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CTAB extraction problem

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#1 calobo



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Posted 08 August 2011 - 08:54 AM


I am not experienced in molecular biology procedures and have encountered some problems in a CTAB DNA extraction in two plant species from the Lauracea family.

When I add the CTAB buffer to the powder, the mixture forms a very viscous substance. The main problem in that after I add the cloroform/isoamylalcohol (24:1) solution and spin at maximum speed, literature says that it is expected that I obtain a three layer fase in the tube; the top fase is the aqueous solution with the DNA and what I should retain (supernatant), followed by a layer with the cloroform/isoamylalcohol and followed by the cell debris at the bottom of the tube.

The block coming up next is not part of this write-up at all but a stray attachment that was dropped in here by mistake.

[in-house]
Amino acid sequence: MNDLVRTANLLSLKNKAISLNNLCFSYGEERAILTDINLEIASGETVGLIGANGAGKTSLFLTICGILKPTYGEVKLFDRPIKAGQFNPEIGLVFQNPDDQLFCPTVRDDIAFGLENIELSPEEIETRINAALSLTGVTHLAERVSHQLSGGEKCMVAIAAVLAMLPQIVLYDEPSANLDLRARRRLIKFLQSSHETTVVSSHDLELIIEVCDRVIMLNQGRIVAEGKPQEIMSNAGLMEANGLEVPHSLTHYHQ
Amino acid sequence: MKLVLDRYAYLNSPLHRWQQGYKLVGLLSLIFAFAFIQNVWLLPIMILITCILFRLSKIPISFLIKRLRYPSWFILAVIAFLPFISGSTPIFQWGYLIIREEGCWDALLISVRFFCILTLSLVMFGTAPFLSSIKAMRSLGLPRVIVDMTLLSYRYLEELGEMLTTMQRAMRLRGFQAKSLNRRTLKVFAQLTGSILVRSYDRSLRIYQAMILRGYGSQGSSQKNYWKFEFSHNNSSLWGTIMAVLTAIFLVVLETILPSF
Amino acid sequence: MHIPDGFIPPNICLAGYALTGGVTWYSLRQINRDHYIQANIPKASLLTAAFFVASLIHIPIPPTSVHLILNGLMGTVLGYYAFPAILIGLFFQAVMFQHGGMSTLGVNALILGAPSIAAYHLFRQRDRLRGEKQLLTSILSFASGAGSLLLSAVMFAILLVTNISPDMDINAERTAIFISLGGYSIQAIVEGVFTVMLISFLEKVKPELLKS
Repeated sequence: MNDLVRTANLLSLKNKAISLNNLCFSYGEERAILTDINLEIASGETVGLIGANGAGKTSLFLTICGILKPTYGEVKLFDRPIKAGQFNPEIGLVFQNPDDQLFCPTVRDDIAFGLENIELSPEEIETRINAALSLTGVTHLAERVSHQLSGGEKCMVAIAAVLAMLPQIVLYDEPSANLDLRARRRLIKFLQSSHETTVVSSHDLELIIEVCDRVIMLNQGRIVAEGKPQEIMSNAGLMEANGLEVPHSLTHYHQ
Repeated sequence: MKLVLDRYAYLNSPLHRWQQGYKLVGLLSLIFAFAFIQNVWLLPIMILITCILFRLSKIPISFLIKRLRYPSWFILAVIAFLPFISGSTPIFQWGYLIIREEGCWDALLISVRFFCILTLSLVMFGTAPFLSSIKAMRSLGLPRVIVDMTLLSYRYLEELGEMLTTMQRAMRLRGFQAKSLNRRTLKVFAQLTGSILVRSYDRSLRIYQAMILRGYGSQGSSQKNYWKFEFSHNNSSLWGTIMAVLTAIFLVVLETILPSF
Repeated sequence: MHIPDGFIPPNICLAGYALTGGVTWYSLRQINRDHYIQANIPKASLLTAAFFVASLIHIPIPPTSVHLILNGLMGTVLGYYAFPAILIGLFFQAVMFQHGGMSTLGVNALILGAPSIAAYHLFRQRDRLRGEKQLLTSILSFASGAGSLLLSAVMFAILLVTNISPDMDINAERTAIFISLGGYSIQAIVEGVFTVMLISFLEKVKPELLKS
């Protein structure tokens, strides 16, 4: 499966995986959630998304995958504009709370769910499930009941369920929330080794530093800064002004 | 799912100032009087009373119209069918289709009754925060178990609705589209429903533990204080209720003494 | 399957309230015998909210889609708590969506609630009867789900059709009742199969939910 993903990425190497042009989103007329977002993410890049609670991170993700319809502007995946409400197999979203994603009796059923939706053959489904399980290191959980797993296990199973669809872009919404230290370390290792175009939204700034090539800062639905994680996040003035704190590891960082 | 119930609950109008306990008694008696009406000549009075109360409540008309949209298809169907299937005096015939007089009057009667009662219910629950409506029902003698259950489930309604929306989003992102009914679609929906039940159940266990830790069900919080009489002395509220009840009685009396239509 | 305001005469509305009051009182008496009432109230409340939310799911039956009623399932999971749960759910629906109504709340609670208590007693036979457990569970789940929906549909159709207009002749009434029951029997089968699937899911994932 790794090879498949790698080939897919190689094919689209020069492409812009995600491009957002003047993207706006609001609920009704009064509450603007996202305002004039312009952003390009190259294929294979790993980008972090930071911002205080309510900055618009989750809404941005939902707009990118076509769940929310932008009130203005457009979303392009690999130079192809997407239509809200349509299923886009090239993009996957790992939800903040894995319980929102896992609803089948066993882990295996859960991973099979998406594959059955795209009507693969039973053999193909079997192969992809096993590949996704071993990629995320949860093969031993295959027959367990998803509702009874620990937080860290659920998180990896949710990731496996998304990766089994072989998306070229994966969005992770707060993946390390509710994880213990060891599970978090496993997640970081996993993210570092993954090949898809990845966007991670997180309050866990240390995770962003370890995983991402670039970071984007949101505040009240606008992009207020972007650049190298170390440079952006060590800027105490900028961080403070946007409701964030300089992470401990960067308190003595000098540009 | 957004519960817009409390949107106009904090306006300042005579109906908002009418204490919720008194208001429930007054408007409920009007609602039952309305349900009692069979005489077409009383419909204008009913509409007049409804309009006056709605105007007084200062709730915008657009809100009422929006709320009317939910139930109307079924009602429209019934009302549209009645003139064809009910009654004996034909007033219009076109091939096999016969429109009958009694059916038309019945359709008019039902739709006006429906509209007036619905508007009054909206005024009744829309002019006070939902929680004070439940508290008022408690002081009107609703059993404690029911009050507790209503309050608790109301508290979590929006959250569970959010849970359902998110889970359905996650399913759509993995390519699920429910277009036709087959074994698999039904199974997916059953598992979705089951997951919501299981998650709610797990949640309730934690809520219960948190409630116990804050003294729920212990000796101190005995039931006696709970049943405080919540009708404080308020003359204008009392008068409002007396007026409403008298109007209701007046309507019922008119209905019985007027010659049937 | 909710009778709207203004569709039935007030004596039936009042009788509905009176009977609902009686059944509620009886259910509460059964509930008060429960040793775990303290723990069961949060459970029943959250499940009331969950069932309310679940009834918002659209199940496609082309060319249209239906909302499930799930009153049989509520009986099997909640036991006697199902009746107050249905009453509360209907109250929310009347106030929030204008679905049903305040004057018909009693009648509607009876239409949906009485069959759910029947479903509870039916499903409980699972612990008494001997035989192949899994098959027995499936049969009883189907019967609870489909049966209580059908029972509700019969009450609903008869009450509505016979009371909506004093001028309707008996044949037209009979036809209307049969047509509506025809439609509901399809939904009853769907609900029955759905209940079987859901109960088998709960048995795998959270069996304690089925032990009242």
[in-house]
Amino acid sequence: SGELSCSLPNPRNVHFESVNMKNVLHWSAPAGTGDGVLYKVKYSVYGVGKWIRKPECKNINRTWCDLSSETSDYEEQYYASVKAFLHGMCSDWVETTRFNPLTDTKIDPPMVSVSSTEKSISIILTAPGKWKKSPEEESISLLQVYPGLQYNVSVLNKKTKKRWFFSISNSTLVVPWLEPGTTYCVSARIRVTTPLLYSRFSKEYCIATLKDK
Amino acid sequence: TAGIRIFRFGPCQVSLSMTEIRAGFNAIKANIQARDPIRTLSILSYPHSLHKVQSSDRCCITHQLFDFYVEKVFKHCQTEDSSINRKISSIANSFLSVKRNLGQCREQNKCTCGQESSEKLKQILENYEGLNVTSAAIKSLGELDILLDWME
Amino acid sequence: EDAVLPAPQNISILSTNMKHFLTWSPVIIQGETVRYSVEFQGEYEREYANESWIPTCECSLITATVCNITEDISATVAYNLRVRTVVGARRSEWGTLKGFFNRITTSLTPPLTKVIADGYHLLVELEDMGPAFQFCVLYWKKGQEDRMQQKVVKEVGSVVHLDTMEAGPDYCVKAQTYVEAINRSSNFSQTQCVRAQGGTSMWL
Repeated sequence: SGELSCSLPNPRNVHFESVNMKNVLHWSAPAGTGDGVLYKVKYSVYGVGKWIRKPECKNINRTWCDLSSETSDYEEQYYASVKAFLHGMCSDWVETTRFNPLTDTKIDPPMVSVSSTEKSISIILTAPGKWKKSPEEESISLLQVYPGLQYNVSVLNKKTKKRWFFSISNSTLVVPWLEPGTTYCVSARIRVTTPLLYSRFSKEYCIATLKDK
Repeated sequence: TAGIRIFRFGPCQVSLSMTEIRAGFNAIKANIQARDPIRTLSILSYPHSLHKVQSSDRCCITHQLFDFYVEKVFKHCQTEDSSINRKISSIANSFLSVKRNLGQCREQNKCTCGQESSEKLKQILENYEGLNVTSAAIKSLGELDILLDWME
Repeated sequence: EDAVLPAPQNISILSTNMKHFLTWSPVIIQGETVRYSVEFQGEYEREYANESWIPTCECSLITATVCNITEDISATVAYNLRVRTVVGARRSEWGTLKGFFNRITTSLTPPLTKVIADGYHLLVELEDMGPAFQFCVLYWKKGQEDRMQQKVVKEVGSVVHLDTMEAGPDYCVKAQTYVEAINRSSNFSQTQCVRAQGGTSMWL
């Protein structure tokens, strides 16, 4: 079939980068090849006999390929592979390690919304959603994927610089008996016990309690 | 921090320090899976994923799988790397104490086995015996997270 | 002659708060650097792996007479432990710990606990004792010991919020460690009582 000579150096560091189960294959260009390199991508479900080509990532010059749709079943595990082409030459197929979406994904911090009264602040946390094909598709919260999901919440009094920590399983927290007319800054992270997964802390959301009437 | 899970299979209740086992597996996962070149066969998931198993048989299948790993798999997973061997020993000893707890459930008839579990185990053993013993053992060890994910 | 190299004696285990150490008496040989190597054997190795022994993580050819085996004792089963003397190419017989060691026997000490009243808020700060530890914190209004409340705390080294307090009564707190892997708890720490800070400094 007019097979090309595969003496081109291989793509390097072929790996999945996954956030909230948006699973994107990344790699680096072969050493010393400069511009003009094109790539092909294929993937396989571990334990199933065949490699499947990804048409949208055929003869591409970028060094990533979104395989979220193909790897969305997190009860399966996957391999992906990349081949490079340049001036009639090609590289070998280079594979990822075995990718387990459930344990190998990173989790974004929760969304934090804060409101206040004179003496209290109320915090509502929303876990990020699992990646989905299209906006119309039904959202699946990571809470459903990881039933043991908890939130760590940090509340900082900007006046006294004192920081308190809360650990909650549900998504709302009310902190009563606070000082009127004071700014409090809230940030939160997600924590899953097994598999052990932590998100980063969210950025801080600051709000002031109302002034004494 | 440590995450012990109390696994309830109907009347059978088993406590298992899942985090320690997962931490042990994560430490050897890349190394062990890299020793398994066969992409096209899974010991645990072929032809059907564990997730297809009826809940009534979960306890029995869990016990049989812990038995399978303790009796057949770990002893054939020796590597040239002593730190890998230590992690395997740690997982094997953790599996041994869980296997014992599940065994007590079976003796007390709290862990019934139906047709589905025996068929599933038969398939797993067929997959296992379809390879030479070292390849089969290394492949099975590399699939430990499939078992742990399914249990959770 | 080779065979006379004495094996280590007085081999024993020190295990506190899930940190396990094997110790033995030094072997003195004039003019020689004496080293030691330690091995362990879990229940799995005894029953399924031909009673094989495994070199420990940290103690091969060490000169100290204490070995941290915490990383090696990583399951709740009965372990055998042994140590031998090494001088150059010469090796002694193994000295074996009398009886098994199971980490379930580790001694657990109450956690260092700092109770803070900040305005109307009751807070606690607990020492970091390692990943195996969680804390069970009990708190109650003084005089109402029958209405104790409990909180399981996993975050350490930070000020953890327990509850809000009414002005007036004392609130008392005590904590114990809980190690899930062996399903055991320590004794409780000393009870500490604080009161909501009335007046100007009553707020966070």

What I obtain is something quite diferent; the supernatant fase is usually very little and sometimes I donīt obtain any supernatant, followed the cell debris fase and at the bottom of the tube an aqueous layer which I expect should be the cloroform/isoamylalcohol.

Can anybody tell me what can be the problem here. Why donīt I get supernatant and why does the cell debris stay in the middle of twi liquid fases?

Thanks in advance for any help


#2 bob1


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Posted 08 August 2011 - 04:11 PM

The middle layer is typically the cell debris that has not dissolved. You probably need to grind your samples into a powder to get this to work properly, use liquid nitrogen or dry ice to do this. Viscosity may indicate that the DNA has been extracted and is clogging up the mix.

You may need to do your extractions in a bigger volume as well.

#3 jeanette



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Posted 09 August 2011 - 03:23 AM

Yeah...sounds like you need more volume, or a smaller sample size.

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